Thursday, 18 August 2022

Women And Abuse - Time For A Rethink

As some of you will know, I spent years in the feminist movement back in the day, where there was a lot of focus on things like rape, sexual assault and domestic violence. The prevailing ethos was ‘believe women’, take them seriously, take the charges seriously. And given the experiences of so many women, I still believe this was a necessary step, one that led, eventually, to the ‘MeToo’ movement, which I definitely support.

There was also however an attitude, sometimes explicit, sometimes not, that women were somehow the ‘better’ gender, were more compassionate, nicer, sharing, caring, etc, etc. I was never particularly comfortable with it, but said nothing. In retrospect, perhaps it was a necessary rebuttal of the previous attitude that women were ‘lesser than’ – less intelligent, less trustworthy, less capable, and so on. Or perhaps it was a weird kind of extension of the masculinist belief that women were the ‘gentle’ sex, making a virtue out of what had been seen as a flaw.

More recent experience has shown me that the real situation is, however, way more complicated. Women are far from ‘always better’ than men. Some women, just like some men, can be heartless, selfish, ruthless, controlling, manipulative, aggressive (or passive-aggressive), narcissistic, vicious and even outright abusive. They can attempt to destroy someone’s reputation out of sheer spite, as a means of control, because they were rejected, or simply because they enjoy doing so. (And yes, I am thinking of THAT court case, but not only that.)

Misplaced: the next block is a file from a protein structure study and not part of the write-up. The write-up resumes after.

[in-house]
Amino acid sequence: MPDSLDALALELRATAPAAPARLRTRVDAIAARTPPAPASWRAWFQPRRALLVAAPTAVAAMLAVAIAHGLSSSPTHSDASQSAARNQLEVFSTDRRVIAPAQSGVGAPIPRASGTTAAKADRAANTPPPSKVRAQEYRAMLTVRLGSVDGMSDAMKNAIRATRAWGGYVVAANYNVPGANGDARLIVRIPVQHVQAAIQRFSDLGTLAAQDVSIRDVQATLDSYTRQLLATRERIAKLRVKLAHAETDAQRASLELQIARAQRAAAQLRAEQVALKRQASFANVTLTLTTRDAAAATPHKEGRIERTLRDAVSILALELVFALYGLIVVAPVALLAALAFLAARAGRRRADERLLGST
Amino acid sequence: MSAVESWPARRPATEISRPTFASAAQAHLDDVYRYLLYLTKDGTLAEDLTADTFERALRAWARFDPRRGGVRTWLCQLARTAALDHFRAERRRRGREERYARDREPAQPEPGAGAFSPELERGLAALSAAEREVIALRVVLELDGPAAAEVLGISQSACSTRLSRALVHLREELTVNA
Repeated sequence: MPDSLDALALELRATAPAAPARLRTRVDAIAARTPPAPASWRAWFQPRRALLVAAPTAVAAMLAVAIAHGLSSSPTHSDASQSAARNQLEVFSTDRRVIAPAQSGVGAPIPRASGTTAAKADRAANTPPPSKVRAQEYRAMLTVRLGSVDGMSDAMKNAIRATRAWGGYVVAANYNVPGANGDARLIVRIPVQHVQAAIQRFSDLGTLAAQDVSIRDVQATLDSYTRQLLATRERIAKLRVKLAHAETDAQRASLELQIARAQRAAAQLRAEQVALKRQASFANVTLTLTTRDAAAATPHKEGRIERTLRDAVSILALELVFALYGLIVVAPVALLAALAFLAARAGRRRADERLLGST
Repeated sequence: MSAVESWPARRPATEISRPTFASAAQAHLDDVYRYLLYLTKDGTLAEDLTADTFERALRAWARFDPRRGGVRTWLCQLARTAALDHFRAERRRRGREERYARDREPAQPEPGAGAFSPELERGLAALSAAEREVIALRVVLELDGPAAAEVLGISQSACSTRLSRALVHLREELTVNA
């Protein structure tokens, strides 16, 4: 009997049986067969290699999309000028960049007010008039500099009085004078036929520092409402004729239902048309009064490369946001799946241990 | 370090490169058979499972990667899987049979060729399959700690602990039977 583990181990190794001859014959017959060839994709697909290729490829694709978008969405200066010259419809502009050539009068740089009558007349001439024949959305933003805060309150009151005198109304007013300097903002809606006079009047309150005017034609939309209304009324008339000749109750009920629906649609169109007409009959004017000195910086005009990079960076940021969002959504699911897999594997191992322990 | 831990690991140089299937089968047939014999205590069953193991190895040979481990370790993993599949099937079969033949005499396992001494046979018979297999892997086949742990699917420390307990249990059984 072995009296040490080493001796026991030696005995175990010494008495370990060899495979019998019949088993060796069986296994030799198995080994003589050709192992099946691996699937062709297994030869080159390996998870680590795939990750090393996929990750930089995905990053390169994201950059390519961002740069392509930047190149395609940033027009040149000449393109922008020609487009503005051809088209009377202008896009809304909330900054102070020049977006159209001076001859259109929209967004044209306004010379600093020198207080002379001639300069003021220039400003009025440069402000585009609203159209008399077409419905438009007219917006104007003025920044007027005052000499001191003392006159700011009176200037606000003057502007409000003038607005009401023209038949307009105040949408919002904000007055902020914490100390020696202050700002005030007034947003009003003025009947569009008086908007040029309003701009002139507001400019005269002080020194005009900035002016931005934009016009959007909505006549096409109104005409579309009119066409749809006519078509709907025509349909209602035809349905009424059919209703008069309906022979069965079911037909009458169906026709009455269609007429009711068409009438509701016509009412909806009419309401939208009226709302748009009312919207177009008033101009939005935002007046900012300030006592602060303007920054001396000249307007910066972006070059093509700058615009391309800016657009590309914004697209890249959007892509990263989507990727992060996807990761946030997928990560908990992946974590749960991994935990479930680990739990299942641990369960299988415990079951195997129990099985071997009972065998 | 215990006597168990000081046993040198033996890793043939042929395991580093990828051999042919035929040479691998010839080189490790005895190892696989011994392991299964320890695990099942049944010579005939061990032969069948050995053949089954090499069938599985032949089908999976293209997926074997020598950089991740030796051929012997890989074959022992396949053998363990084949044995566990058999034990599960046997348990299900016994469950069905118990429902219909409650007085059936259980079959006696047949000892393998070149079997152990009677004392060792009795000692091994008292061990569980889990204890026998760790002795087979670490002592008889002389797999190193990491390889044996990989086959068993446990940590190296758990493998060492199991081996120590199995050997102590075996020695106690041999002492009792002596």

In short, some women can be every bit as nasty as some men (while some men, obversely, are extremely good people). It’s likely that a lot of these people, no matter their gender, are the result of them having received similar abuse or other warped treatment themselves, as children, though the jury seems to be still out on how much is genetic and how much environment.

I’ve written before about having observed some very nasty behaviour from various women. I was writing about those with PDs, but the kind of women I’m talking about here don’t have to have, or qualify for, a diagnosis of a personality disorder, in order to be very unpleasant to be around. Even ‘Karens’ can be obnoxiously tiresome (and yes, I know there are male Karens too).

Now, historically (and still, within some cultures), I believe women haven’t had quite as much scope, sometimes not even within their own households, to exercise the worst aspects of their characters, for fear of beatings, divorce, losing their children, loss of income, or even being killed. Modern times and the feminist movement, ironically, have freed women to be both their best AND their worst.

By this point, I bet some are rolling their eyes and thinking ‘well DUH, Captain Obvious’, or ‘yeah, yeah, I know that’. But many, it seems, don’t know that, or refuse to acknowledge it. I still see too many ‘feminists’ and their followers slavishly embracing every word that drops from a woman’s lips as Pure Gold, and/or acting as though ‘women can be abused’ and ‘women can be abusers’ can’t both be true. Automatically believing the woman, even when there is absolutely no evidence to support her claims, and/or plenty of evidence of the opposite, should, you’d think, make at least some hesitate. But apparently not. But then again, the most fervent are rarely logical, no matter where on the political spectrum they lie. 

We need to be aware that there are always those who will happily corrupt and use any movements for their own egotistical needs, including #MeToo and feminism. Abuse *is* a feminist issue, just not quite in the way the earlier feminists thought.

We should not laud women as somehow ‘above what men do’, but recognise that women are just as capable of Bad Things as men. This is not a contradiction of feminism, but confirmation of its central tenet – ie that women and men truly ARE equal to each other – in both their worst and their best capabilities, and that all genders have the capacity to be all things. It’s a sad fact that a screwed-up world produces screwed-up people, and sometimes they hand that damage on to others. And that has little to do with gender, except as and when political/social systems allow one gender power over another to do more of that ‘screwing up’.